BIGGER’S BETTER: A new study contradicts earlier findings that obesity curbed sex
New York: If you think overweight women have less sex than skinny types, think again, for a new study has suggested that it’s the other way round.
Earlier studies indicated that obesity curbs sex. But, now researchers in the US have found that fat women have more sex than those with normal weight as one’s body mass does not affect one’s sexual desire.
They have based their findings on an analysis of data on more than 7,000 women collected in the 2002 National Survey of Family Growth, that looked at the relationship between body mass index and sexual orientation, age of first intercourse, number of partners and frequency of intercourse.
“Our analysis demonstrated that obese and overweight women do not differ significantly in some of the objective measures of sexual behaviour as compared to women of normal weight,” said lead researcher Bliss Kaneshiro.
Kaneshiro of Hawaii University said the data showed that overweight women were more likely to report having sexual intercourse with a man, even when researchers controlled for age, race and type of residence.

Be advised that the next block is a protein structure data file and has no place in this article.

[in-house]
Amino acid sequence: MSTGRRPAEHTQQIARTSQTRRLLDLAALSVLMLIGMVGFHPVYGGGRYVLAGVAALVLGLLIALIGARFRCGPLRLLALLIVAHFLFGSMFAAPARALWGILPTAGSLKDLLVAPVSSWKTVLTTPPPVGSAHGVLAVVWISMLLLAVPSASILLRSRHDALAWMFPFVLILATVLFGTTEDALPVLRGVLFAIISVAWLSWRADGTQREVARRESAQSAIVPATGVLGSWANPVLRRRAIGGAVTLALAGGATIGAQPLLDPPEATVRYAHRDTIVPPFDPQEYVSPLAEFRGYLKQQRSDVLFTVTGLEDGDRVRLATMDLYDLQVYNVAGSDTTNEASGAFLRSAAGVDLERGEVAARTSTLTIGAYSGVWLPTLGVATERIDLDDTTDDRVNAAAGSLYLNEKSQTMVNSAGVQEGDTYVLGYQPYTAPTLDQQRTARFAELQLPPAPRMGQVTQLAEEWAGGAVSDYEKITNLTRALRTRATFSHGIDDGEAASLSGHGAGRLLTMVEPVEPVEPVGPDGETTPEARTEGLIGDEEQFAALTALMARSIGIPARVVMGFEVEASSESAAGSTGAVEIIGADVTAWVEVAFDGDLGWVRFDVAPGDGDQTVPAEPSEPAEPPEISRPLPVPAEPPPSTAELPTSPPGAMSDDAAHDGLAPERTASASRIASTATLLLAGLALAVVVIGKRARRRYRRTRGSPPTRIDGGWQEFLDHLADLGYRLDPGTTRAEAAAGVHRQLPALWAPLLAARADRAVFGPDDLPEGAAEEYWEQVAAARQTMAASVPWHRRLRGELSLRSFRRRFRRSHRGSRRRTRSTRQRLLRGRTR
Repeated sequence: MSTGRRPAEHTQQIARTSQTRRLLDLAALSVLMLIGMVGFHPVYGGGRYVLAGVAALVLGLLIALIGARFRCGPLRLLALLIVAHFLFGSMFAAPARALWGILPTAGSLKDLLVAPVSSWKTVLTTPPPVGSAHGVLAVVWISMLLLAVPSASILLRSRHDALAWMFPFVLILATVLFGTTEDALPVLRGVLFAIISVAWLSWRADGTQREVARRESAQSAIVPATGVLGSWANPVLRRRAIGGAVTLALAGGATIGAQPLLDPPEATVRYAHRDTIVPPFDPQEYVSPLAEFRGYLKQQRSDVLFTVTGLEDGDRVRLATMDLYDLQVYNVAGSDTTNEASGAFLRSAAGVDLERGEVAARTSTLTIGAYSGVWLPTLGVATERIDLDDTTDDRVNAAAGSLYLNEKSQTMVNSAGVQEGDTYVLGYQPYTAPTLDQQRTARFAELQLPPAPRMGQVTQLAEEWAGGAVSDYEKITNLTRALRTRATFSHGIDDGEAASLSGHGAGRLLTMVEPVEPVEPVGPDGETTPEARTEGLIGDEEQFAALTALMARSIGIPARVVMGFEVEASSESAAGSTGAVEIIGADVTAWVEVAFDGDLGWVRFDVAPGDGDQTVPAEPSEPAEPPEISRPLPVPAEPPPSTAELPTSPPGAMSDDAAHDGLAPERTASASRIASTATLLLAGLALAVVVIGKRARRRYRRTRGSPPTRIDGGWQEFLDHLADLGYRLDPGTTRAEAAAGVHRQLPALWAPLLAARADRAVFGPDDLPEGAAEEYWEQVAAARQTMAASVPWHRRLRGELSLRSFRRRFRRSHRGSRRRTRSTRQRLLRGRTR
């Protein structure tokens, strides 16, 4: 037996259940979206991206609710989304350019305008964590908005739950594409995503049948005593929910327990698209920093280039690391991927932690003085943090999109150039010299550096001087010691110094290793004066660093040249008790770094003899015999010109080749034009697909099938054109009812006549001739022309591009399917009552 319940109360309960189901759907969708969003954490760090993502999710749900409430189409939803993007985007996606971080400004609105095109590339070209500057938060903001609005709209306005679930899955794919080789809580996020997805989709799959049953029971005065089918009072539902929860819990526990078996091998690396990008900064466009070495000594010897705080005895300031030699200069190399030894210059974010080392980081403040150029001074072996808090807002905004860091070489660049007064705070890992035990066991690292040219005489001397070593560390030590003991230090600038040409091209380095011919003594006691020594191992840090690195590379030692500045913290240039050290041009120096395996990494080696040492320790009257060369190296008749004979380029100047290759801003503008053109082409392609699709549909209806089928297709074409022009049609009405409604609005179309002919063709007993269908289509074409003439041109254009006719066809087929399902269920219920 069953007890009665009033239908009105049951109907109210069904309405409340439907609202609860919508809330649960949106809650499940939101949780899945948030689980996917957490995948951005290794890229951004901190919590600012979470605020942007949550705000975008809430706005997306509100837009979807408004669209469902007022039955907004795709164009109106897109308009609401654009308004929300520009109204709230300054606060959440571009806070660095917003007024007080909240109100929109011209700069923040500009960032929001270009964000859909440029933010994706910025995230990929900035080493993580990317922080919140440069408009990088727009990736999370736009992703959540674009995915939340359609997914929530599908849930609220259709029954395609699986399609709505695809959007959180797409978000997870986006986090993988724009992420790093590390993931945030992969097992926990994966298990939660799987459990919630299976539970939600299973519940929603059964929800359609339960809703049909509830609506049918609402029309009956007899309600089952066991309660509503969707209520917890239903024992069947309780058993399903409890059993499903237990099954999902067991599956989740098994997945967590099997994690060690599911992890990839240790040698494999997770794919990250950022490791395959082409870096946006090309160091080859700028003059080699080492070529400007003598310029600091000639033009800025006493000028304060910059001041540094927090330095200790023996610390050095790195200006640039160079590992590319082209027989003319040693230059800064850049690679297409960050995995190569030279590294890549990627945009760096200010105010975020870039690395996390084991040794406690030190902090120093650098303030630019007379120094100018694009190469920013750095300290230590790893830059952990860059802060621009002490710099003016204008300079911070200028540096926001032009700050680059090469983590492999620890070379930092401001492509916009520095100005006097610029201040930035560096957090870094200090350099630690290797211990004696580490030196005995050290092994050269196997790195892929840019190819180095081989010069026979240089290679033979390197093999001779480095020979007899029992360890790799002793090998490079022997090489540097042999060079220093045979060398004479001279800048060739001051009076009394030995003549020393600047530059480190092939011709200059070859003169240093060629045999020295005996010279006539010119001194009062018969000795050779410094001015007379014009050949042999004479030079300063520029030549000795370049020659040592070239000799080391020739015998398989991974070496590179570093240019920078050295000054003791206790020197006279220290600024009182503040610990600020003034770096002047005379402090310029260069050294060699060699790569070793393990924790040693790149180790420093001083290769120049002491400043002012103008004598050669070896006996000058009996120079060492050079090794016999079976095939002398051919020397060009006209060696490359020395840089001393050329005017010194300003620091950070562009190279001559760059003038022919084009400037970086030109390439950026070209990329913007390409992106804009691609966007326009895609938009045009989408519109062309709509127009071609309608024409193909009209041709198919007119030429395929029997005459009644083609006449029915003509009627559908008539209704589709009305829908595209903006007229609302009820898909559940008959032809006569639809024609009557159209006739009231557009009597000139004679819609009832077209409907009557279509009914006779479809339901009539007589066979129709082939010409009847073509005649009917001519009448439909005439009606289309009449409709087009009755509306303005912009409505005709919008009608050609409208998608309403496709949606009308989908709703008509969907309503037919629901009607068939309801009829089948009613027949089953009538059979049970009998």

Ninety-two per cent of overweight women reported having a history of sexual intercourse with a man, as opposed to 87% of women with a normal body mass index (BMI), according to the survey.
“These results were unexpected and we don’t really know why this is the case. This study indicates that all women deserve diligence in counselling on unintended pregnancy and STD prevention, regardless of BMI,” Kaneshiro said.
Researchers suspect the stereotype could mean overweight women get different messages than thinner women from physicians regarding pregnancy and sexually transmitted disease prevention, and that their sexual behavior might therefore vary.
“Some medical practitioners may not do appropriate follow-up with women who are overweight; they might assume they aren’t having sex unless they are told otherwise,” said Oregon State University Professor Marie Harvey, a specialist in women’s sexual and reproductive health issues.
The survey relied on selfreports, however, and other studies have found that people often lie in sex surveys. The results were detailed in the September issue of the journal Obstetrics & Gynecology. A different study in 2006 concluded that obesity, as well as smoking, does curb sex.